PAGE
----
LONDON, England, Thursday June 6, 2013 – Tropical Storm Risk (TSR), which provides real-time mapping and prediction of tropical cyclone windfields worldwide, has released their June forecast update for the 2013 Atlantic hurricane season and the outlook continues to be bleak.
The TSR June forecast update is still anticipating above-norm activity this year. Based on current and projected climate signals, Atlantic basin tropical cyclone activity and United States landfalling activity is forecast to be approximately 30 percent above the 1950-2012 long-term norm but about 10 percent below the recent 2003-2012 10-year norm.
The updated forecast spans the period from June 1 to November 30, 2013 and employs data through to the end of May 2013.
The key factors behind the TSR forecast for an above-norm hurricane season this year are the forecast July-September trade wind speed over the Caribbean and tropical North Atlantic, and the forecast August-September 2013 sea surface temperatures in the tropical North Atlantic.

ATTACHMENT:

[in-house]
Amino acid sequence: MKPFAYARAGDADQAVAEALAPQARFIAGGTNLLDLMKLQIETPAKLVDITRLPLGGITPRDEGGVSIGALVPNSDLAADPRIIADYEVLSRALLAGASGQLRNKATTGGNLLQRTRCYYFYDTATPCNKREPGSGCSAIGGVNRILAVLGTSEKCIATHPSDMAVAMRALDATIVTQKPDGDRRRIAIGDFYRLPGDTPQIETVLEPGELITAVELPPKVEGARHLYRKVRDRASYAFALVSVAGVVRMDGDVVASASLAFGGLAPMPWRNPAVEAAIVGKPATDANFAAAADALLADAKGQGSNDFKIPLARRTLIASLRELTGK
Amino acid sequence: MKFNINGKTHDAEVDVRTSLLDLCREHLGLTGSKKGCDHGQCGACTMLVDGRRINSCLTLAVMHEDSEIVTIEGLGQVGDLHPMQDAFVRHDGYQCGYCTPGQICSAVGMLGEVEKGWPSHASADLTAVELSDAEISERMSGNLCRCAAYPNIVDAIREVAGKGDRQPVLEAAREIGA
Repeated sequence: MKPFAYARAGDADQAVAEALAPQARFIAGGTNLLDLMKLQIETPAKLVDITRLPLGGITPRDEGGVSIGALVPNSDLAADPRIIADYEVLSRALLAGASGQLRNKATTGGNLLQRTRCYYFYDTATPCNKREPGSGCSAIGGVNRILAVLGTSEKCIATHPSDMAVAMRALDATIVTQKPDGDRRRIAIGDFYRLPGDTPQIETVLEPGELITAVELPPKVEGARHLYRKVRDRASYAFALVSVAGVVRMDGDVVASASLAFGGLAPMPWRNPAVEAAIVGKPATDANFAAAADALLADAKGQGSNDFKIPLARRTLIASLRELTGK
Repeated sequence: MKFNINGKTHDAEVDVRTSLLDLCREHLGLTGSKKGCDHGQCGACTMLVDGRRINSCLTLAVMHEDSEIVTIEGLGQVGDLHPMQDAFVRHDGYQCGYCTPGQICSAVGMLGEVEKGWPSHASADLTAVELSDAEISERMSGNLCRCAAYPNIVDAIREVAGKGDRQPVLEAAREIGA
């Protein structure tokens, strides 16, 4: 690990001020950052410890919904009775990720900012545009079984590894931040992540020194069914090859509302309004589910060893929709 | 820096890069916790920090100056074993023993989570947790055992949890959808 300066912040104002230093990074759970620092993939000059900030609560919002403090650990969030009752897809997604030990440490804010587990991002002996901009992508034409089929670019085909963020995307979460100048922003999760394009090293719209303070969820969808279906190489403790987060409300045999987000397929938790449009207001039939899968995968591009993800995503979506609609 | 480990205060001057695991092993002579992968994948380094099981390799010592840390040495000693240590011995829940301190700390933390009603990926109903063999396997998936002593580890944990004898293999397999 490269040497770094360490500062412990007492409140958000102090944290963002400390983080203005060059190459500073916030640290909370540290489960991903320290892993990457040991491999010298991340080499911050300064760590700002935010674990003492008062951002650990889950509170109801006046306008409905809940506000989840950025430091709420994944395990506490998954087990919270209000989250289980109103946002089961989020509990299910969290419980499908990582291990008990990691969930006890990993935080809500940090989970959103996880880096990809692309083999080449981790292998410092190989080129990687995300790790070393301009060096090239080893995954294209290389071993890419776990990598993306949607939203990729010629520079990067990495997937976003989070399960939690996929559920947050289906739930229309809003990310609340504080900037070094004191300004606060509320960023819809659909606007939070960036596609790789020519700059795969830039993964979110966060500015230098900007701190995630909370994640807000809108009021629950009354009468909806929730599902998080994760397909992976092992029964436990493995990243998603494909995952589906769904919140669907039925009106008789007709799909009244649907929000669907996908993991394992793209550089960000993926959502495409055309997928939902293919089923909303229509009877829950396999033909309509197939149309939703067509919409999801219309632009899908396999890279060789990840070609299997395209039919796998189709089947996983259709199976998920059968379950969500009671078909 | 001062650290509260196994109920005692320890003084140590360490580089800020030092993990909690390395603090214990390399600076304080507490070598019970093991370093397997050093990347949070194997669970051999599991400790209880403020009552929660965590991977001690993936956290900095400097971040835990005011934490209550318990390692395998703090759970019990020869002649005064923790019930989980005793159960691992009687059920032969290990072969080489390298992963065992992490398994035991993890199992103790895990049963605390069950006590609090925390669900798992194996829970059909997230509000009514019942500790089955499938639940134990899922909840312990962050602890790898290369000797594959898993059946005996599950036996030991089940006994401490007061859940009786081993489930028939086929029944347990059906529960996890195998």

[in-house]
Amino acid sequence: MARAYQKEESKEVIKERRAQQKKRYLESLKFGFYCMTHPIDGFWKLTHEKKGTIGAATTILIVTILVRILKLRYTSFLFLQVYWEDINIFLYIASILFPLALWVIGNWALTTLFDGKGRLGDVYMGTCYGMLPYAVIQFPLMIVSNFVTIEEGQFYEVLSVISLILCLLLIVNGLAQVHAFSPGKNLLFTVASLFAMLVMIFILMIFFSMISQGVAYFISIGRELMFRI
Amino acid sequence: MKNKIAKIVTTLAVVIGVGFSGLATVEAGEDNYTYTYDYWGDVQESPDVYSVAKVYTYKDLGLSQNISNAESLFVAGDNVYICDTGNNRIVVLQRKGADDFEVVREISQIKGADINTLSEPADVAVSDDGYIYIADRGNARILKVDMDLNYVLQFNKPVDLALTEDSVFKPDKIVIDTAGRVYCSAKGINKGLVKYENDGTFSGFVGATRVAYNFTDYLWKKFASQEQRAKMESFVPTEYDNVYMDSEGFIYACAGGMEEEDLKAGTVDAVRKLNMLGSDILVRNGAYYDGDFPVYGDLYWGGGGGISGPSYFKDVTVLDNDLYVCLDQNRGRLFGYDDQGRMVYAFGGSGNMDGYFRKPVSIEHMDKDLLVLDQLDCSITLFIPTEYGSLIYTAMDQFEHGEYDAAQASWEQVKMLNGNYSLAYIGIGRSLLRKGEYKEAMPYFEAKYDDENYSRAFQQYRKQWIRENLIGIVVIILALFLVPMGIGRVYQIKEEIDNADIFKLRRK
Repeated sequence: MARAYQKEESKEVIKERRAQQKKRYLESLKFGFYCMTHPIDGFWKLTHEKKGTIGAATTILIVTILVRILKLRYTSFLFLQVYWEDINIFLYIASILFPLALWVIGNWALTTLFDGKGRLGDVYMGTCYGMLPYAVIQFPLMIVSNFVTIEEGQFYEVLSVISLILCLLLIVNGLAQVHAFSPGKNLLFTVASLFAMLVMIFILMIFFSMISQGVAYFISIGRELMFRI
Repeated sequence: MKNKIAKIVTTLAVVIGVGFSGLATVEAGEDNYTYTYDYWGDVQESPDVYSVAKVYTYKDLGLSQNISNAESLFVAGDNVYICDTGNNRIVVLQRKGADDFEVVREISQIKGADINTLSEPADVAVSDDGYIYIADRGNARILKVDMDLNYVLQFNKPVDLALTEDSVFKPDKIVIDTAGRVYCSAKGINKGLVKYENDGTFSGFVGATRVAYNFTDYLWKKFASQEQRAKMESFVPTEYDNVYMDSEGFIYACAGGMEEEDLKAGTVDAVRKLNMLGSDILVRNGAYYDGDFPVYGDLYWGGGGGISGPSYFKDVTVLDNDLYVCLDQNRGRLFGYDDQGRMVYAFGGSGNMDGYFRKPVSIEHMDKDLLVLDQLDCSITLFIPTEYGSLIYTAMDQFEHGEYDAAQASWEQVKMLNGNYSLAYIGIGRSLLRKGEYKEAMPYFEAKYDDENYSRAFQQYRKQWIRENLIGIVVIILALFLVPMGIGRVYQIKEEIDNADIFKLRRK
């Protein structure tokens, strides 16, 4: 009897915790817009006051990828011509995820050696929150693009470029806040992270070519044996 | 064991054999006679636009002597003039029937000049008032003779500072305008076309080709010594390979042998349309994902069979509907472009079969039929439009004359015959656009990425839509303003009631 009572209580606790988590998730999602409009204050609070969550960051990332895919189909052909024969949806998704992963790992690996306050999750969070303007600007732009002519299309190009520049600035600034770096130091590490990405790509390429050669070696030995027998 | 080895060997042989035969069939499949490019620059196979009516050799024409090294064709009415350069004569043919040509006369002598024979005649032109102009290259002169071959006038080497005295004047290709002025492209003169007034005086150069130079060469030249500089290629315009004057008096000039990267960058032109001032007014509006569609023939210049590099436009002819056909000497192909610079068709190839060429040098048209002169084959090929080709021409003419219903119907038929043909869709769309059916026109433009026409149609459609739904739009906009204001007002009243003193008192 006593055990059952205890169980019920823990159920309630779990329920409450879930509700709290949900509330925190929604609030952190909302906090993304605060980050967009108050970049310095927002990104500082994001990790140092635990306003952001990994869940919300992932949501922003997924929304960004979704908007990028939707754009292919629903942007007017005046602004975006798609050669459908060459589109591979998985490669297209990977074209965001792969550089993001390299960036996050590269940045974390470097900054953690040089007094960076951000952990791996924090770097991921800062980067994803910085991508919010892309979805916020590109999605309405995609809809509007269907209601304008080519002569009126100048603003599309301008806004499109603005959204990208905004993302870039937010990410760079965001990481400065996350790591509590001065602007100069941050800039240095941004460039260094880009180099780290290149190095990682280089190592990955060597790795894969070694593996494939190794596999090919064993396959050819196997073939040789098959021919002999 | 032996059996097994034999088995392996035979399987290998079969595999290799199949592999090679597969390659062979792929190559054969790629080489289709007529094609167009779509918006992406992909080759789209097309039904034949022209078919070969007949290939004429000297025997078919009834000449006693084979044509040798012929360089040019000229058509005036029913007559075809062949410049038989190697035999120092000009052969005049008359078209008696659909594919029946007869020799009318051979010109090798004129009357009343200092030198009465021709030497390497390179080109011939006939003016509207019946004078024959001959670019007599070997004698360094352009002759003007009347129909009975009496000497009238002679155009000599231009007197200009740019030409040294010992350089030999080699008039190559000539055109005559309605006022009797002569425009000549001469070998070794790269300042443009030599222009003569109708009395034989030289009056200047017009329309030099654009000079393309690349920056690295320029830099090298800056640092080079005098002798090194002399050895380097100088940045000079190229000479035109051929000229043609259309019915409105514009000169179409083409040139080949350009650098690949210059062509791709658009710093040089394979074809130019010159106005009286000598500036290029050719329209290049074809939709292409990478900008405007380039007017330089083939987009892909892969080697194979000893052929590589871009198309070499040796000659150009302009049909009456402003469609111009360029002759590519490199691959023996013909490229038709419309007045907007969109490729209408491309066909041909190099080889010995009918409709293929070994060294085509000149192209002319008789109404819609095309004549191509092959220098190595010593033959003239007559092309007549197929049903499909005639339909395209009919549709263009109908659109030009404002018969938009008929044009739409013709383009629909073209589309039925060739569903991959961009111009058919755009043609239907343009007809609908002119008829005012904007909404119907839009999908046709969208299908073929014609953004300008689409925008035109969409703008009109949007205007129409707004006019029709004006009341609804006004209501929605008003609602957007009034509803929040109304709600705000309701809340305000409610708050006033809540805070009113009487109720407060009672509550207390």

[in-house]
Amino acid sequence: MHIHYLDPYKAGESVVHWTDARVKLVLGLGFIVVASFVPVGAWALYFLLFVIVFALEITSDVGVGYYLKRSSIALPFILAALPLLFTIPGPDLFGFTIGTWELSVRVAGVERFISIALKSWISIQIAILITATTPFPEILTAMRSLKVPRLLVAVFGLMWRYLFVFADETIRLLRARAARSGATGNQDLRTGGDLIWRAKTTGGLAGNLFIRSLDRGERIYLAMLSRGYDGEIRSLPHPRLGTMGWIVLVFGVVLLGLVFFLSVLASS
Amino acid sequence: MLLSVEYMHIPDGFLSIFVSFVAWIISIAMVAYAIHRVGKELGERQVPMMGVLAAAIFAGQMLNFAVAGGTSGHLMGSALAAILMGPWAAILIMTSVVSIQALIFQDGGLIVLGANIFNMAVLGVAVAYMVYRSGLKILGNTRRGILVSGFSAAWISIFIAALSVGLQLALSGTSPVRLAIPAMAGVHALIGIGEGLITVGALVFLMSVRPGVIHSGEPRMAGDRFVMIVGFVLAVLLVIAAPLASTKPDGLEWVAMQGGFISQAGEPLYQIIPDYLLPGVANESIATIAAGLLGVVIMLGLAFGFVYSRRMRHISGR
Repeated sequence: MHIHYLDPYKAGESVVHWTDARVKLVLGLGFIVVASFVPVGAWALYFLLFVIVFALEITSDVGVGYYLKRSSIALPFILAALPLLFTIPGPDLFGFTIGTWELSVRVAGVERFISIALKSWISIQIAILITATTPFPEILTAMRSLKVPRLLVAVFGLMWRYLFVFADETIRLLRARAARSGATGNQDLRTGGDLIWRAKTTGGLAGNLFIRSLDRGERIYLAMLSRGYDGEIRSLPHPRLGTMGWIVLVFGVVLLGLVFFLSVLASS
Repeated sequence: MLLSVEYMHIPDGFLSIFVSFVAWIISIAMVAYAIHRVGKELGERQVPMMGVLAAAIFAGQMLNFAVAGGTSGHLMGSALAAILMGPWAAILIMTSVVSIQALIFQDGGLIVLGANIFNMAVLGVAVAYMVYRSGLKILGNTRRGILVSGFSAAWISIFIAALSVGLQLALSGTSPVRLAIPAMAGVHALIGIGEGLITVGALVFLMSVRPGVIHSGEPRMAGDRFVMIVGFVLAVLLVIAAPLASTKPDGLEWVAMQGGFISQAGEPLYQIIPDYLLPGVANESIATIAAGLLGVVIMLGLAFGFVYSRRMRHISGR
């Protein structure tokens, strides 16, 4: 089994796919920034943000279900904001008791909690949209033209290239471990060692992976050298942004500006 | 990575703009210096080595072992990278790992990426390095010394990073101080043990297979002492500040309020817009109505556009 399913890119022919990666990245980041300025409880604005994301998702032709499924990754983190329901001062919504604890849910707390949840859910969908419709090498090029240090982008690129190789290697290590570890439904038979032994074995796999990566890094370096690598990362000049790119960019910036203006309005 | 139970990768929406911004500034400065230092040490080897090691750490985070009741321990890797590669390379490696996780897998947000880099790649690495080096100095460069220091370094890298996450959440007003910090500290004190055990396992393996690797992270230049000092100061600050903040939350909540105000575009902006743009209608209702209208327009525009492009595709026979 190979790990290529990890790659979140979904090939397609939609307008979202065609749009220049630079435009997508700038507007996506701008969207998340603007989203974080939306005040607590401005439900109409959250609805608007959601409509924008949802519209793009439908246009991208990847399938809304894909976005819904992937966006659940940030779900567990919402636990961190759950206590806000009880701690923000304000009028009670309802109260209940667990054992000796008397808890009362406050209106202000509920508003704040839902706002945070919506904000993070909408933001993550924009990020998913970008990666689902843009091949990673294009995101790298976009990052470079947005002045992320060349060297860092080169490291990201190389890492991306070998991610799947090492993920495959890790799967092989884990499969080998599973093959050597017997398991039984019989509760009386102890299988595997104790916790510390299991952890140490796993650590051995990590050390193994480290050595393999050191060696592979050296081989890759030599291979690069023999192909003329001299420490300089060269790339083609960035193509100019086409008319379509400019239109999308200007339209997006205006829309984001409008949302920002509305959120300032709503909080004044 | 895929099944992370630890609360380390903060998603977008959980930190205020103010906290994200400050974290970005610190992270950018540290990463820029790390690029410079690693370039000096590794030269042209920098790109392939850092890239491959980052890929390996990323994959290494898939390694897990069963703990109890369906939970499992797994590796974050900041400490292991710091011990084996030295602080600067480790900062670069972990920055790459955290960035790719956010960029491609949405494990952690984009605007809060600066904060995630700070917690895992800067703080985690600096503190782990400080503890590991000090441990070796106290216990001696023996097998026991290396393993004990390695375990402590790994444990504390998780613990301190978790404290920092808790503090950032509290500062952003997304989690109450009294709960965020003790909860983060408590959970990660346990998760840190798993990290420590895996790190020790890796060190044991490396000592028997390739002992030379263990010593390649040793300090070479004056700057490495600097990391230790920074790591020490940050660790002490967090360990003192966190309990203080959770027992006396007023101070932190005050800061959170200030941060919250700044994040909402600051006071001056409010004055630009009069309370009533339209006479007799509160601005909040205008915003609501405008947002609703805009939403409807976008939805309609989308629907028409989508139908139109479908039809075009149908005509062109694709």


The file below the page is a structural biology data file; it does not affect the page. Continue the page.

The former influences cyclonic vorticity (the spinning up of storms) in the main hurricane track region, while the latter provides heat and moisture to power incipient storms in the main track region.
These factors would help to energise and sustain more storms, and there is a 61 percent likelihood that activity will be in the top one-third of years historically.
For Atlantic basin hurricane activity referenced to long-term norm values, TSR forecasts:
• 16 tropical storms including eight hurricanes and four intense hurricanes. This compares to long-term norms of 11, six and three respectively.
• An ACE (Accumulated Cyclone Energy) value of 134. The long-term norm is 103.
• Five tropical storm and two hurricane landfalls on the US mainland.
According to Professor Mark Saunders and Dr Adam Lea of the Department of Space and Climate Physics, University College London, the precision of TSR’s June forecasts for upcoming Atlantic hurricane activity since 2000 is moderate.